Wakened by the bugle call the next morning, I hastily arose, and in a few moments was ready to depart. We had proceeded but five miles when an aid-de-camp rode up, and told General P——[Pg 195] that General Pemberton wished him to return to Water Valley immediately, as the Federal forces were quite near, and the Confederate soldiers must make a stand. We alighted and sat a few moments in a negro cabin. Then the general mounted and rode toward Water Valley, followed by his staff officers. The lady and myself proceeded on with the wagons beyond Coffeeville, where the train halted and prepared to camp for the night. As yet I had not heard from M—— since he rode off with the general, and I scarcely knew what to do. The soldiers were thrown out on picket duty around the trains, as a Federal force was also to the left of us, near the little town of Charleston. Heavy skirmishing was going on at Water Valley, we were told. As no house was near, the gentleman who had charge of the lady and myself told us that he would put up a pleasant tent, and make us quite comfortable. So a tent was pitched on a little hillock near, and I rested comfortably during the night. Early in the morning we were on our way, the remainder of the army having come up. At length we reached Grenada in safety, yet sorely pressed by the Federal troops.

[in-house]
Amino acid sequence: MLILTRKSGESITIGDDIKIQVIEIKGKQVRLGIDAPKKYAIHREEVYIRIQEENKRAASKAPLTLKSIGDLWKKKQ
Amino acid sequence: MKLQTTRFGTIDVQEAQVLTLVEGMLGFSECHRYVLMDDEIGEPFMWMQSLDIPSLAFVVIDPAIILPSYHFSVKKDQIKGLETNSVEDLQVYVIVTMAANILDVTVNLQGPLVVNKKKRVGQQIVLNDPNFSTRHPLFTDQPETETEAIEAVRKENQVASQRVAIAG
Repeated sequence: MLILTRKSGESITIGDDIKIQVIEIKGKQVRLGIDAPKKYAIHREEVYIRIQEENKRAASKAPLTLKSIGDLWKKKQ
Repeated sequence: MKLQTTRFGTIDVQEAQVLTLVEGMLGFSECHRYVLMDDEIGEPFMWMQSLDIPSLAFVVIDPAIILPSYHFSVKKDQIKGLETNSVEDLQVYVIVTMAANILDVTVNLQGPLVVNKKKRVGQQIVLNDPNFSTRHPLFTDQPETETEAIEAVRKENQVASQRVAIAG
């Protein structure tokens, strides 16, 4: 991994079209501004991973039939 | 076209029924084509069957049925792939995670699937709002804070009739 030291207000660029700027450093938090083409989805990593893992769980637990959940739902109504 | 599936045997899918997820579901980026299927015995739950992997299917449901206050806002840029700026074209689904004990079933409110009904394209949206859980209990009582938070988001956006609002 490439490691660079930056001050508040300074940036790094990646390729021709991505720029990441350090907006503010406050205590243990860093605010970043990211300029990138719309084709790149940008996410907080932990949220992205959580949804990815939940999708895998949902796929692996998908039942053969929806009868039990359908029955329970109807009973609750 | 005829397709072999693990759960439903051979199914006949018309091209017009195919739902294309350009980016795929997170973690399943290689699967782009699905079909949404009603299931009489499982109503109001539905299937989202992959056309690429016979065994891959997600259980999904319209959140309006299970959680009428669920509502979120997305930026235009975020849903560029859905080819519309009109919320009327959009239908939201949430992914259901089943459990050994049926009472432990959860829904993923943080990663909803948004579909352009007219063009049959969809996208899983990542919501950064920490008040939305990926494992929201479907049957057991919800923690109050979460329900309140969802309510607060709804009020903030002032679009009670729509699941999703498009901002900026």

[Pg 196]Thus you see, dear J——, that I am unlucky enough to be identified with some retreat or threatened city. From Memphis, or over the greater distance that separates us, we can span our love; and through all, I am









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Charles Nordhoff, Esq., author of “Stories of the Island World,” &c., New York.

Rev. Samuel Osgood, D.D., New York.

Prof. Theophilus Parsons, LL.D., Harvard University, Cambridge, Mass.

Prof. E. R. Peasler, M.D., New York Medical College, New York.

John L. Peyton, Esq., Staunton, Va.

William C. Prime, author of “Boat Life and Tent Life,” &c., New York.

J. H. Raymond, LL.D., Principal of the Polytechnic Institute, Brooklyn, New York.

George Schedel, Esq., late British Consular Agent for Costa Rica, Staten Island, N. Y.

Prof. Alexander G. Schem, Dickinson College, Carlisle, Penn.

Hon. Francis Schroeder, Jr., late U. S. Minister to Sweden, Paris.

Hon. William H. Seward, U. S. Senator from New York, Auburn, N. Y.

William Gilmore Simms, LL.D., Charleston, S. C.

Prof. Henry B. Smith, D.D., Union Theological Seminary, New York.

Rev. J. A. Spencer, D.D., author of “The History of the United States,” &c., New York.

Rev. William B. Sprague, D.D., Albany, N. Y.

Hon. E. G. Squier, author of “The States of Central America,” “Nicaragua,” &c.

Alex. W. Thayer, Esq., Berlin, Prussia.